A message to the NCAA: reform or be replaced

The NCAA is about to implode, or at least Kentucky men’s basketball coach John Calipari thinks so.

In recent weeks, the NCAA has come under fire with more universities, players and coaches calling for college sports’ governing body to reform.

One of the most publicized instances of this debate is the National Labor Relations Board’s ruling that Northwestern football players are employees of the university, and therefore have the right to unionize.

The Wildcats will vote on whether or not to go ahead with the union on April 25.

Should Northwestern decide to unionize, what would stop other universities from following suit?

This would turn college sports on its head, and Calipari seems to think a wake-up call is necessary.

In his new book, “Players First: Coaching from the Inside Out,” released on Tuesday, he likens the NCAA to the Soviet Union in the late ‘80s.

“It was still powerful. It could still hurt you. But you could see it crumbling, and it was just a matter of time before it either changed or ceased to exist,” wrote Calipari.

What?

To many, including myself, the comparison seems extreme. Yes, the NCAA needs to reform, but to liken it to a dying Cold War superpower is a stretch. Calipari has a point, and though many people share his opinions, he goes too far.

There is a slew of legal action directed against the NCAA right now, including an antitrust lawsuit brought on by former UCLA basketball star Ed O’Bannon.

Players and coaches, Calipari included, clamor for player compensation and a change that would allow athletes to transfer schools and play immediately if they are affected by a coaching change.  

Is Calipari on to something? Is the NCAA on its last leg if it can’t compromise?

It doesn’t seem likely.

NCAA President Mark Emmert agrees change is necessary. But he is vague on what will change, and how.

Emmert announced his support for including athletes in legislative processes and giving them a larger say in policy decisions but denounced unions as a “grossly inappropriate solution” and the ruin of collegiate athletics as they exist today.

Perhaps ironically, Calipari also announced his support for a change in the rules that would discourage or disallow the “one-and-done” phenomenon in college basketball.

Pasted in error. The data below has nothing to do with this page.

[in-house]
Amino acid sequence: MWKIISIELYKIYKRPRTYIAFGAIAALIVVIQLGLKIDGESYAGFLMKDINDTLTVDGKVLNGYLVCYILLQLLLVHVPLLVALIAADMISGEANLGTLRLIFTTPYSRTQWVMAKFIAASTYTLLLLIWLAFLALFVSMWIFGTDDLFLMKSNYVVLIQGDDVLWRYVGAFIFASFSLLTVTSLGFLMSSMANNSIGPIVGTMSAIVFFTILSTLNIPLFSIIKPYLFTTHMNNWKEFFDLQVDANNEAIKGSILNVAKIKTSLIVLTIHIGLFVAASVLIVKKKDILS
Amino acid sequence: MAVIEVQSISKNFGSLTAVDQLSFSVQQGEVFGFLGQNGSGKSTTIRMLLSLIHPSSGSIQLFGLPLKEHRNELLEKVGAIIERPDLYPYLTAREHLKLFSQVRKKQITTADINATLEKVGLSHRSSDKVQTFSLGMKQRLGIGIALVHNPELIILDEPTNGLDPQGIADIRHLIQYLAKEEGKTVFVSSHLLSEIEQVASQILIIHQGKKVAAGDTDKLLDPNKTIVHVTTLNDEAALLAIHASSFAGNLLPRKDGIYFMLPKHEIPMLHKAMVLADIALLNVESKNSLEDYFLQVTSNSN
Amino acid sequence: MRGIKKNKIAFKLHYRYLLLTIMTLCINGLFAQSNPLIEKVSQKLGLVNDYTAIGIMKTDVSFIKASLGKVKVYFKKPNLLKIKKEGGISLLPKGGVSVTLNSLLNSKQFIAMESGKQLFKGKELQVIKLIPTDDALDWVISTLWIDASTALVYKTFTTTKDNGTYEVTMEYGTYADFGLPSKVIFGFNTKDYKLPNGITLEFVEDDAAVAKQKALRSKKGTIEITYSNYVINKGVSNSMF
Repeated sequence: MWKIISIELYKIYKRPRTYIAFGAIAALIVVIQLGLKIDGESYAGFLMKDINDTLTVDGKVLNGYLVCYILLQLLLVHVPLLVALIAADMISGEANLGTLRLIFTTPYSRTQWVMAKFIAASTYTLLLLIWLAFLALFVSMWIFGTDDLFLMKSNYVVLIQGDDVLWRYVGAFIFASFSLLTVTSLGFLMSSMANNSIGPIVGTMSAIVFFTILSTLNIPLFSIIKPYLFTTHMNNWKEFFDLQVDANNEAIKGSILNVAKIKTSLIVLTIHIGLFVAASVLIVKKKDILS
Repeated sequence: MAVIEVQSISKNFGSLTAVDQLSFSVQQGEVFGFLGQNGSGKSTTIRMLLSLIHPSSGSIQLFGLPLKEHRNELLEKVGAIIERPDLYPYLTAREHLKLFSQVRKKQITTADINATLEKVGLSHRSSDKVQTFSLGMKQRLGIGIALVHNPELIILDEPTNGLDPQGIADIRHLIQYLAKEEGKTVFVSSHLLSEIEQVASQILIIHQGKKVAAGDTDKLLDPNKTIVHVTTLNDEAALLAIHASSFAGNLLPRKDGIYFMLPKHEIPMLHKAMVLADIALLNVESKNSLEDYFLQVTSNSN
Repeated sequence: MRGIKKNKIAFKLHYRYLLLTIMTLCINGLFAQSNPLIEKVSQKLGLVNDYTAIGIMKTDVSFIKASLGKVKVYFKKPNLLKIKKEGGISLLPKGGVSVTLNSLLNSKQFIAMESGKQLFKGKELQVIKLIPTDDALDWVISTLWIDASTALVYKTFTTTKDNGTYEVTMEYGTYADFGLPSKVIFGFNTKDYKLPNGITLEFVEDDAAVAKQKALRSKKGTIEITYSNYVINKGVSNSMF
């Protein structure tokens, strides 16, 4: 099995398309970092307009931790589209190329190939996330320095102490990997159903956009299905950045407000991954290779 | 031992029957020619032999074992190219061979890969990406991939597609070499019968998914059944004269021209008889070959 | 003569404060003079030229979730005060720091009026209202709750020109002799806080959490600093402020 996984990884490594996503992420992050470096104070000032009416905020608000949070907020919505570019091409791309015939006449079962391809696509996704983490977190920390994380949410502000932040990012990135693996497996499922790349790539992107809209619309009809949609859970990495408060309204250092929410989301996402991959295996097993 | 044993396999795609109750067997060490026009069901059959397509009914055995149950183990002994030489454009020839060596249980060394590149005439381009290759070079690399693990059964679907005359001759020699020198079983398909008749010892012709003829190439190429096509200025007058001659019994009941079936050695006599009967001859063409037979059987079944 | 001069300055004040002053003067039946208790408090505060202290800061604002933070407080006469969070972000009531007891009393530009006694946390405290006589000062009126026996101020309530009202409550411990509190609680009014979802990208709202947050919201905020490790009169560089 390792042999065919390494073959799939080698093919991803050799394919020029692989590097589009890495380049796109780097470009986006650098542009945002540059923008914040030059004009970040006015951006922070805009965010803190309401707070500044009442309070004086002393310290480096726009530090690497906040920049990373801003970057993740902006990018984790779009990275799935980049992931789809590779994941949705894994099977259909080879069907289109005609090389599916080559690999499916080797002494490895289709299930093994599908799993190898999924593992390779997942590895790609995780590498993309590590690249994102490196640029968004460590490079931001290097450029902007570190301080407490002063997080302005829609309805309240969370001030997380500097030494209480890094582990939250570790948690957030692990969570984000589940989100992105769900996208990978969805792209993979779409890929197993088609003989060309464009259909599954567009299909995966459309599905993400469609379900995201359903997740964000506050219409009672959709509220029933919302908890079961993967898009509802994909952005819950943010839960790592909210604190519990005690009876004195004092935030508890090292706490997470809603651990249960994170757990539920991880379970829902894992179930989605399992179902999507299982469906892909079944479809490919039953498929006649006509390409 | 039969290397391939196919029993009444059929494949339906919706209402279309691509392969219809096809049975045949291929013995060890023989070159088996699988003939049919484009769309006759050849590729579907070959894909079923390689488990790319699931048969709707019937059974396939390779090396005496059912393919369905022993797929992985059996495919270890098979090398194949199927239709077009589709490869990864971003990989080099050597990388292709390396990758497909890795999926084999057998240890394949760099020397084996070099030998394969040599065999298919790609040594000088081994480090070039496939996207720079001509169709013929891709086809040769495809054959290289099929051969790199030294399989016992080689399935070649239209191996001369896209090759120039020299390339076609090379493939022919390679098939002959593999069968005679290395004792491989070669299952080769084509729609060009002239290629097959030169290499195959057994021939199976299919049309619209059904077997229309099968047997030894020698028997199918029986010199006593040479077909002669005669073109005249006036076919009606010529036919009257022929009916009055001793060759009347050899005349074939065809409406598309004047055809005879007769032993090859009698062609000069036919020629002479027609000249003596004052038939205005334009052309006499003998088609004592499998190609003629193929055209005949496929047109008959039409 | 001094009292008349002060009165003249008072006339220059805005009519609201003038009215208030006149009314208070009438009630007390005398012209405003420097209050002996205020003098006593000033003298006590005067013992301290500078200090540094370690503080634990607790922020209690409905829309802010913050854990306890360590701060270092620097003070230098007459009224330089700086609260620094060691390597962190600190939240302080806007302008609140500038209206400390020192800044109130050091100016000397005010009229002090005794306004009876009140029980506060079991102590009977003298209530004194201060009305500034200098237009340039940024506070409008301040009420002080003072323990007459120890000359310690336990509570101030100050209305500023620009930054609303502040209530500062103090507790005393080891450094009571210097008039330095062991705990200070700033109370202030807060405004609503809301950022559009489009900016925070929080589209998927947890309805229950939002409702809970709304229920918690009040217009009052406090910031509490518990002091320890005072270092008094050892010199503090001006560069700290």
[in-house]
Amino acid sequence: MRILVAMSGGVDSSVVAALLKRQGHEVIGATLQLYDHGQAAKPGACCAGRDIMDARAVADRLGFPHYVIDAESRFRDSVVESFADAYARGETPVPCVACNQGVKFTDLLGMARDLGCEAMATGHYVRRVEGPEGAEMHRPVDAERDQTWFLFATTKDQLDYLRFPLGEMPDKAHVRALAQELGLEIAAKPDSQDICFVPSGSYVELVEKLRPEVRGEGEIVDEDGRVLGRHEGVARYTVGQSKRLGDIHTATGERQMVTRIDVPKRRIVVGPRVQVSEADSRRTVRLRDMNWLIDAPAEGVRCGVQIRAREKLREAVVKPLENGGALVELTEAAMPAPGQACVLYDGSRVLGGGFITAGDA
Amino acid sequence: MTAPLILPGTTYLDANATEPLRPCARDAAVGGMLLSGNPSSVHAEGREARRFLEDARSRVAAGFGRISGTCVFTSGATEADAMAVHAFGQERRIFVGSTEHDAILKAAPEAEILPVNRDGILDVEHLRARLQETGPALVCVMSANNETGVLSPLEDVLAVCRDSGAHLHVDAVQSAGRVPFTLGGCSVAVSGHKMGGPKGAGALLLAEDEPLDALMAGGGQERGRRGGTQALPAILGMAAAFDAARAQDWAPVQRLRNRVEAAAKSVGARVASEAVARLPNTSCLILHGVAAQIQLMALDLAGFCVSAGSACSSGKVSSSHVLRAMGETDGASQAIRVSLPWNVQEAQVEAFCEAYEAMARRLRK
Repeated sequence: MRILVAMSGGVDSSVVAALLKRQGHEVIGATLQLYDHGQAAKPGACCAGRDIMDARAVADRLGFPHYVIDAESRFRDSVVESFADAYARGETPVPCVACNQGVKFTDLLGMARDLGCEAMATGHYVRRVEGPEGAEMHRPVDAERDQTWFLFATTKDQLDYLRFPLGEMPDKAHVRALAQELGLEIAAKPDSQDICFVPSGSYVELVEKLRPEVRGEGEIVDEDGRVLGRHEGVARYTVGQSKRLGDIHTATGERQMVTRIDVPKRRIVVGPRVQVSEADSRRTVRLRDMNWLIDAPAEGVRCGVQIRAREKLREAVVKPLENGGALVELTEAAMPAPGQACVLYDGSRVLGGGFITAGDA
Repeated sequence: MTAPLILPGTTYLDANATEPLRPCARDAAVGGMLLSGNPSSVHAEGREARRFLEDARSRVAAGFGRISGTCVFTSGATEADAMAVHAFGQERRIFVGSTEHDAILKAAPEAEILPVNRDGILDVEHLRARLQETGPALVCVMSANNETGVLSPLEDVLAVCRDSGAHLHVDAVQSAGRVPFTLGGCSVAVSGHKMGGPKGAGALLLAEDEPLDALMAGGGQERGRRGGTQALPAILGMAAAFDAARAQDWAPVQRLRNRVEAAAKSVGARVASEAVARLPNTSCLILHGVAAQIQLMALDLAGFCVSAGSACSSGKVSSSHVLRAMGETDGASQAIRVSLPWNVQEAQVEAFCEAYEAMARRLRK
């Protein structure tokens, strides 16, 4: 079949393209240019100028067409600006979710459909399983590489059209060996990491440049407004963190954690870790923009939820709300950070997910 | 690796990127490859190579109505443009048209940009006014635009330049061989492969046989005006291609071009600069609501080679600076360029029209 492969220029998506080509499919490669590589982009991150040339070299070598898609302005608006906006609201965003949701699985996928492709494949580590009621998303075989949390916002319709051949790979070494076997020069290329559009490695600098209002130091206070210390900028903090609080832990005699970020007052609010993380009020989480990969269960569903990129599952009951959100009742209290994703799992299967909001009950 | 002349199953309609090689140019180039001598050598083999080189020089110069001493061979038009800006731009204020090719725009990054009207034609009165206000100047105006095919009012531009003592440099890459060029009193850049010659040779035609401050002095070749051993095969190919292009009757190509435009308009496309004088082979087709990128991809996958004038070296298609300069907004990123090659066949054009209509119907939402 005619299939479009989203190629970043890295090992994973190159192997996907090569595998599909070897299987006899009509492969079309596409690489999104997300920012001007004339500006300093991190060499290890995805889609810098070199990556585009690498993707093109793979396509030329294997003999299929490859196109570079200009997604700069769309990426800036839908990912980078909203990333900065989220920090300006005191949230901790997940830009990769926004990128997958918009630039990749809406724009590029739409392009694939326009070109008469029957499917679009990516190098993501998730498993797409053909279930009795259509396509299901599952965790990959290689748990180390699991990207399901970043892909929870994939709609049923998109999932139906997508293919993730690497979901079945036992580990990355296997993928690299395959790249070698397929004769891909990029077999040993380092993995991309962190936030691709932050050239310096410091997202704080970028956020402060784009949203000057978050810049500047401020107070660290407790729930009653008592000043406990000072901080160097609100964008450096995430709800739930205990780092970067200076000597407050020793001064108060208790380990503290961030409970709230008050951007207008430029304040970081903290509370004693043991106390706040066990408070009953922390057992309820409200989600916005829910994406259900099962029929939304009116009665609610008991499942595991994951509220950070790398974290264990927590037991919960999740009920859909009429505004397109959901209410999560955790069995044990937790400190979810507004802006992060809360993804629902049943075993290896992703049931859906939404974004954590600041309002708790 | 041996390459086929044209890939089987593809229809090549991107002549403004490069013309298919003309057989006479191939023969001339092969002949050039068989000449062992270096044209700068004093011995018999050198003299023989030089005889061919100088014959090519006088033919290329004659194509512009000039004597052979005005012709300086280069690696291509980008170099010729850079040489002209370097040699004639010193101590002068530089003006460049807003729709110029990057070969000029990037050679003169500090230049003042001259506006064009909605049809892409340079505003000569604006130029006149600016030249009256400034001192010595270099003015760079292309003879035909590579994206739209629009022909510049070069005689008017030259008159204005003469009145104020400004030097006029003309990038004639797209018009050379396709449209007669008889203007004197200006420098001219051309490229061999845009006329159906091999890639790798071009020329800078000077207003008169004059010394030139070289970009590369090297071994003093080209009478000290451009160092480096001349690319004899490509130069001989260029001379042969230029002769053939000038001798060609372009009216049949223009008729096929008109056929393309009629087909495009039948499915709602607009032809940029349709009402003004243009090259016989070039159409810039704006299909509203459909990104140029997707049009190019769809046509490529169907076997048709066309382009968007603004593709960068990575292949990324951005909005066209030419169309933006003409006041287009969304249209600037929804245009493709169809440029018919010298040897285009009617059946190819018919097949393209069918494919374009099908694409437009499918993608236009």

Calipari, who takes full advantage of marketing Kentucky as an institution that fosters the jump to the NBA after one season, is often seen as sleazy for his recruiting practices based around this concept.

The Kentucky “one-and-done,” or as Calipari likes to call it, “succeed-and-proceed” is a brand.

John Wall, Anthony Davis and even Derrick Rose, back when Calipari was coaching at Memphis, have taken their talents to college, made a Final Four and moved on.

So to hear Calipari argue in favor of a change to the rules, or a two-year college requirement, comes as a slight shock.

The pressure on the NCAA is immense, but college sports are so institutionalized that a major overhaul to the governing body is not a plausible alternative.

What if, instead of the NCAA — a national administrative body — collegiate athletics were governed by Calipari’s suggested “superconferences,” each responsible for its own enforcement?

Anarchy.

Instead of a suspiciously selective NCAA, each conference would be subject to its own rules, obliterating a sense of order and consistency.

There would need to be a body to oversee the superconferences, which is what the NCAA attempts to do now, in its current state.

Does the NCAA need to take a good hard look at what is necessary for a modern student-athlete to thrive?

Absolutely.

But the need for reform doesn’t render the NCAA useless.

It means change is inevitable, but probably not on the scale Calipari anticipates, crumbling Soviet Union and all.

Aryn is a senior in LAS. She can be reached at [email protected] Follow her on Twitter @arynbraun.